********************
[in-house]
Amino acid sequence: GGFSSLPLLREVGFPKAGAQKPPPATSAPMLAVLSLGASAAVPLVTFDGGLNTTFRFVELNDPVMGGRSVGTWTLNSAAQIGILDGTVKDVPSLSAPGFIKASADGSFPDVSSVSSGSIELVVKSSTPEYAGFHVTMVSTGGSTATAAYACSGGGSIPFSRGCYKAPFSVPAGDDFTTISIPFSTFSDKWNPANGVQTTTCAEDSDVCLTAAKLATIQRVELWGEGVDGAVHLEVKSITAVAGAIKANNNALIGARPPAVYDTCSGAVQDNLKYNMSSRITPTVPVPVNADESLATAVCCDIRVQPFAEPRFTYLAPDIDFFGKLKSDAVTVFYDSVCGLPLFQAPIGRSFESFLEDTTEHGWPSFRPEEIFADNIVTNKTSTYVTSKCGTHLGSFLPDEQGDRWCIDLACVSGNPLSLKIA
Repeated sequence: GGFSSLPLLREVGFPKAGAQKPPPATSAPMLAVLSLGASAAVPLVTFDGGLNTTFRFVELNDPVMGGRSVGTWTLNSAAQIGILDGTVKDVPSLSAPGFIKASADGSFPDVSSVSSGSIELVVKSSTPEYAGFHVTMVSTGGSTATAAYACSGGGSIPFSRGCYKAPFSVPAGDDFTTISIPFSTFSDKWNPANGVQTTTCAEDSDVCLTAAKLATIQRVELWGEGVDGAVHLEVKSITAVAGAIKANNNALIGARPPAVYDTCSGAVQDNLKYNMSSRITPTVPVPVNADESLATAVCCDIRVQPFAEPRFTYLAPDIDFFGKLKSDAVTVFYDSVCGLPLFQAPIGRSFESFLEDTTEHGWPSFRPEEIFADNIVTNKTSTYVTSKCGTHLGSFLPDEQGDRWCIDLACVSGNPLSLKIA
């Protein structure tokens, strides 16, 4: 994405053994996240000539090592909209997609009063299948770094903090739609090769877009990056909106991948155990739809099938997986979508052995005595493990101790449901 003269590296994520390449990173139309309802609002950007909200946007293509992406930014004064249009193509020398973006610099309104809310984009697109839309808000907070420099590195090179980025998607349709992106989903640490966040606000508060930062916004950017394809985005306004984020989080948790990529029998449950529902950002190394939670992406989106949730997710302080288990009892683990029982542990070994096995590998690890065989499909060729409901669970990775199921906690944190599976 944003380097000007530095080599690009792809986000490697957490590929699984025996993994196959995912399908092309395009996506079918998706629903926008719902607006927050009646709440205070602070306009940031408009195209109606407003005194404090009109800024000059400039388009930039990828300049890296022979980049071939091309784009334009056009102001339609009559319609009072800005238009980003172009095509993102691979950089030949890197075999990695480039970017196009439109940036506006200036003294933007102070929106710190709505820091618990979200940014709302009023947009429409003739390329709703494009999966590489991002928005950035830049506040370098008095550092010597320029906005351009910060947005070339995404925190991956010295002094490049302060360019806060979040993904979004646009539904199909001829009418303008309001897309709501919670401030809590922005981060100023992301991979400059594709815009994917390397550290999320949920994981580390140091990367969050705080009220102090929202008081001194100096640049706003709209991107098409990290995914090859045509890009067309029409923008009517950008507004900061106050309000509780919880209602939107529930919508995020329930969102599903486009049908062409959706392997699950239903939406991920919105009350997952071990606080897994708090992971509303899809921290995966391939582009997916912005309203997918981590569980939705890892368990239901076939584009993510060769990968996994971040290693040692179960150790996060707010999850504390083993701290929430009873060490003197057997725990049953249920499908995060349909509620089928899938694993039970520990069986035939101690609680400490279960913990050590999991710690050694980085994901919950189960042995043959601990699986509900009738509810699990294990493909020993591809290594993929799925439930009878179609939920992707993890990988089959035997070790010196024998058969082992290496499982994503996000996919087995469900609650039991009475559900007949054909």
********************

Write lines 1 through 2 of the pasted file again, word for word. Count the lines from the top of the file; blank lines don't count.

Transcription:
[in-house]
Amino acid sequence: GGFSSLPLLREVGFPKAGAQKPPPATSAPMLAVLSLGASAAVPLVTFDGGLNTTFRFVELNDPVMGGRSVGTWTLNSAAQIGILDGTVKDVPSLSAPGFIKASADGSFPDVSSVSSGSIELVVKSSTPEYAGFHVTMVSTGGSTATAAYACSGGGSIPFSRGCYKAPFSVPAGDDFTTISIPFSTFSDKWNPANGVQTTTCAEDSDVCLTAAKLATIQRVELWGEGVDGAVHLEVKSITAVAGAIKANNNALIGARPPAVYDTCSGAVQDNLKYNMSSRITPTVPVPVNADESLATAVCCDIRVQPFAEPRFTYLAPDIDFFGKLKSDAVTVFYDSVCGLPLFQAPIGRSFESFLEDTTEHGWPSFRPEEIFADNIVTNKTSTYVTSKCGTHLGSFLPDEQGDRWCIDLACVSGNPLSLKIA